Henry married the beautiful, graceful, dark eyed, colorful Eleanor of Aquitaine (1121-1204) on May 18, 1152 in the Cathedral of Saint-André in Bordeaux. She was ten years older than the 19-year-old Henry.

Their wedding took place just two months after King Louis VII of France had divorced Eleanor as she failed to present him with any heirs.

14th-century representation of Henry and Eleanor Wiki Commons
Through his marriage to Eleanor, the daughter of the Duke of Aquitaine,  Henry acquired the province of Aquitaine in South West France. It stayed under English control for 300 years.

Henry and Eleanor had five sons and three daughters: William, who died in 1156, Henry, Richard, Geoffrey, John, Matilda, Eleanor, and Joan.

Henry dominated Eleanor, they quarreled frequently and he took many mistresses. From 1167, the pair drifted apart.

Among Henry's mistresses was the legendary fair Rosamond. She was hidden away by him in a bower of a labyrinth in Woodstock, but the jealous Eleanor found her and she was forced to drink poison.

Henry II's attempt to divide his titles amongst his sons but keep the power associated with them provoked them into trying to take control of the lands assigned to them, supported by their mother. This amounted to treason, at least in Henry's eyes.

Henry the Young King died in 1183. A horse trampled to death another son, Geoffrey, Duke of Brittany (1158—1186). Henry's third son, Richard the Lionheart (1157—1199), with the assistance of Philip II Augustus of France, attacked and defeated Henry on July 4, 1189.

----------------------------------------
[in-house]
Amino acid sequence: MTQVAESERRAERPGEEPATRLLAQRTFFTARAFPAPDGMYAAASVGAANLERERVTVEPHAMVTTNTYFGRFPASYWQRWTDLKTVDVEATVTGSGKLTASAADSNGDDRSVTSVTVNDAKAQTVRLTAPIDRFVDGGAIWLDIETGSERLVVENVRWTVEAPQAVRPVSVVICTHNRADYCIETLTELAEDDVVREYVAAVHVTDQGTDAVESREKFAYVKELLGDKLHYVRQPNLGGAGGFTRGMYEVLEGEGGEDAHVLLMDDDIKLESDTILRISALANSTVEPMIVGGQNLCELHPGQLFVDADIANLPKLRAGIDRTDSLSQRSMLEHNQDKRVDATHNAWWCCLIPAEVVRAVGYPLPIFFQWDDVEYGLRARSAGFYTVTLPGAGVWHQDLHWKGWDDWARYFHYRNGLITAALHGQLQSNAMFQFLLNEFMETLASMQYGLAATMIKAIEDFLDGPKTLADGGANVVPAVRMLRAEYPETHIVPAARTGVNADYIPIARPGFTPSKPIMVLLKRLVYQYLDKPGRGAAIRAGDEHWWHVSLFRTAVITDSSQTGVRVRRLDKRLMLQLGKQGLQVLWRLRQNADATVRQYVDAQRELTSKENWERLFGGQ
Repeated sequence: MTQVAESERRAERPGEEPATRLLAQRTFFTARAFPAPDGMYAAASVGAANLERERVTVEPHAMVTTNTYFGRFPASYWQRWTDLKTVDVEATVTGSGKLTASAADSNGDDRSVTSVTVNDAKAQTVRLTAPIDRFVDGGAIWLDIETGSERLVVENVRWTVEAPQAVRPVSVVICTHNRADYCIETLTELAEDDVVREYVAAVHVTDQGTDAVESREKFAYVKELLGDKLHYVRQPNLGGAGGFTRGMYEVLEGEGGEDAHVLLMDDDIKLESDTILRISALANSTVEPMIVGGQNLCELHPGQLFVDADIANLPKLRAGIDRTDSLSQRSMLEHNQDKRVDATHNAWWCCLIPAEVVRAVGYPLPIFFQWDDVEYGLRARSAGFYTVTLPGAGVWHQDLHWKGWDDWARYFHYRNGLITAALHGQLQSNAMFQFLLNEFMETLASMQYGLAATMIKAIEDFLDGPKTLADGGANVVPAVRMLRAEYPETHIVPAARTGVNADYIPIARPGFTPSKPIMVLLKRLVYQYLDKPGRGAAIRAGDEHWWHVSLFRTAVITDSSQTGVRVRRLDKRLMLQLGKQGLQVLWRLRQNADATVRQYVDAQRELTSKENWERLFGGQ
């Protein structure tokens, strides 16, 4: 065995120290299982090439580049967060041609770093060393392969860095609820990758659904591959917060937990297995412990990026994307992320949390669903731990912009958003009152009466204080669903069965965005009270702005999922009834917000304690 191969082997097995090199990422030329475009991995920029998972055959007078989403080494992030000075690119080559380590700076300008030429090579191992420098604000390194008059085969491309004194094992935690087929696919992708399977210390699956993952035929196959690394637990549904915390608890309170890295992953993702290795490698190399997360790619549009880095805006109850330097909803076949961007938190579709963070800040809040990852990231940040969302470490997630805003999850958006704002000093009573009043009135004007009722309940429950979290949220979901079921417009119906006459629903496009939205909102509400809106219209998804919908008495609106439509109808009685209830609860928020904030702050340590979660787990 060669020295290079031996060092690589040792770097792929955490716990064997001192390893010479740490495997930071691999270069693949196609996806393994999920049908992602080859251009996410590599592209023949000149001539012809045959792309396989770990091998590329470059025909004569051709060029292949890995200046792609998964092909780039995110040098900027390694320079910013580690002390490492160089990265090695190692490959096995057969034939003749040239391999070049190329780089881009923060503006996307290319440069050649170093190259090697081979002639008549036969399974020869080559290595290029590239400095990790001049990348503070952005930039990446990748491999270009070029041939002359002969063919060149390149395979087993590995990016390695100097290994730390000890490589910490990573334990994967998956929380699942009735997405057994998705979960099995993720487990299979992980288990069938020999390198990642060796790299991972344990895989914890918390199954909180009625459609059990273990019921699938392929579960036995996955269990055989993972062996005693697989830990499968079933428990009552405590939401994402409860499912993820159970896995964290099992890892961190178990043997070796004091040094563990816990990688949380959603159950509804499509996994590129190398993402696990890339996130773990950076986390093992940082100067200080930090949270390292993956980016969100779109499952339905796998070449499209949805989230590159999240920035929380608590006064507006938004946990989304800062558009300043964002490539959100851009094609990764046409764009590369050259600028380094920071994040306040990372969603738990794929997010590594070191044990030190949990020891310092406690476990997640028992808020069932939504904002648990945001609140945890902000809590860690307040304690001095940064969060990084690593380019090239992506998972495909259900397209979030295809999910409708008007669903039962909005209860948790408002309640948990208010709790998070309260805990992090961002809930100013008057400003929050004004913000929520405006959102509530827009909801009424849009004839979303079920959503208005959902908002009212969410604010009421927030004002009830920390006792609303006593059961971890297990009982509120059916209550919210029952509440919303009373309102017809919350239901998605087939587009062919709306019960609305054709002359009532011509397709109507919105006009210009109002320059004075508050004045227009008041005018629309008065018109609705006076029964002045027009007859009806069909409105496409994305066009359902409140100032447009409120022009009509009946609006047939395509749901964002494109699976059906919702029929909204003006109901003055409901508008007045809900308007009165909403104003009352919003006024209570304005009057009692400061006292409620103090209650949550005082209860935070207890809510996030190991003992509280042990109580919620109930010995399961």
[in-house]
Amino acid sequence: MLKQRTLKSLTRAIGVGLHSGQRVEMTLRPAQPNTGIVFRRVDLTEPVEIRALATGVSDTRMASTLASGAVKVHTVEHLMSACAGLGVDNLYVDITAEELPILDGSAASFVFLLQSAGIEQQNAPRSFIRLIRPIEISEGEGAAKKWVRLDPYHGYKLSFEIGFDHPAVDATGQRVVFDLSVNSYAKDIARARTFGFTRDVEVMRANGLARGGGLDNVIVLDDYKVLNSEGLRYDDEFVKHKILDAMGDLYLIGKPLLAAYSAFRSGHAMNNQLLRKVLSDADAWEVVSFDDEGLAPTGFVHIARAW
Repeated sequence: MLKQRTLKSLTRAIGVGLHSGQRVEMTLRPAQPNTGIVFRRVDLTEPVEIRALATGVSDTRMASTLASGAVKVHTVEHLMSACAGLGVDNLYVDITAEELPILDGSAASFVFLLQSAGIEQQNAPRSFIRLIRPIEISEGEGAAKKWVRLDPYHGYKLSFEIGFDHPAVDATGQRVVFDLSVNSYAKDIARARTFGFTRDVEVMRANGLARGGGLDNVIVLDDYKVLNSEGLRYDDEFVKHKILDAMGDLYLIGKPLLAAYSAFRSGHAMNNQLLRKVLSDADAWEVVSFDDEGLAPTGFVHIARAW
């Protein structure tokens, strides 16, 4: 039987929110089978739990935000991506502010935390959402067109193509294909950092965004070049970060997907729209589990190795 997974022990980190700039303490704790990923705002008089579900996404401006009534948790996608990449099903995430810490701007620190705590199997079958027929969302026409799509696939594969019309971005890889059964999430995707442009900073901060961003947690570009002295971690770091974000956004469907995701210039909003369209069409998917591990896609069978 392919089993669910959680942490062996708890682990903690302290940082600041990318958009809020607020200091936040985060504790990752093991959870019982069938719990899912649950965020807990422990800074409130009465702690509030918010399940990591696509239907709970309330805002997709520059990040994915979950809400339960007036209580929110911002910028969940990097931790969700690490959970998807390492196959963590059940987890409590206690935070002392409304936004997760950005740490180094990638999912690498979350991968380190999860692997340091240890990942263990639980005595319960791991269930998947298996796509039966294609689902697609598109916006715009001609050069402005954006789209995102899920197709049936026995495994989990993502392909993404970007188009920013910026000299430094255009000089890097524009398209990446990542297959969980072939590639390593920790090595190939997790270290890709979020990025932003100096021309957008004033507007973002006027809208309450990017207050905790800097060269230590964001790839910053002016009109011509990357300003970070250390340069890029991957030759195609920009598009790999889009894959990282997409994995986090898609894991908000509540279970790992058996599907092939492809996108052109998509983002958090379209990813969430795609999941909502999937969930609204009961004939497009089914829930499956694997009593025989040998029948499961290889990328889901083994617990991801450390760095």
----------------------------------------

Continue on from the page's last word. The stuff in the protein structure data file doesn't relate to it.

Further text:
Henry had simple tastes in food and was a moderate drinker. On one occasion the monks at St Swithe's, Winchester, grovelled in the mud before Henry, as their Bishop had suppressed all but three of their customary courses. Henry replied that in his court he was content with three and so should the monks be.

Included in the Provence of Aquitaine, that Henry through his marriage to Eleanor was the Bordeaux area whose wine had become very popular in England.  The wine was imported in barrels before being decanted into jugs and needed to be used quickly as in those days there was no technique for properly sealing the containers. Even the wine drunk by the nobility was of poor quality and some of the more vintage ones were undrinkable. In one instance an aged wine served at Henry II's court was criticized for becoming so sour and mouldy that the noble drinkers were forced to close their eyes and clench their teeth, before attempting to consume the thick, greasy, stale, flat liquid.

During Henry's hunting expeditions he was known to spend hours at night wandering through unknown forests looking for a simple hut to stay in.

Henry owned a private zoo that included flocks of parrots and troupes of monkeys


The heartbroken Henry died on July 6, 1189, aged 56 at his castle at Chinon, in the Berry region of France, (Anjou) soon after signing a peace treaty with Richard. His dying words to his son and heir  was "God grant that I may not die until I have had a fitting revenge on you." His final words on hearing another son, John, was conspiring against him, having previously been the only son to support his father were, "Now let the world go as it will; I care for nothing more."

Henry lies entombed in Fontevraud Abbey (see below), near Chinon. He had wished to be interred at Grandmont Abbey in the Limousin, but the hot weather made transporting his body impractical and he was instead buried at the nearby Fontevraud Abbey.

Source Food for Thought by Ed Pearce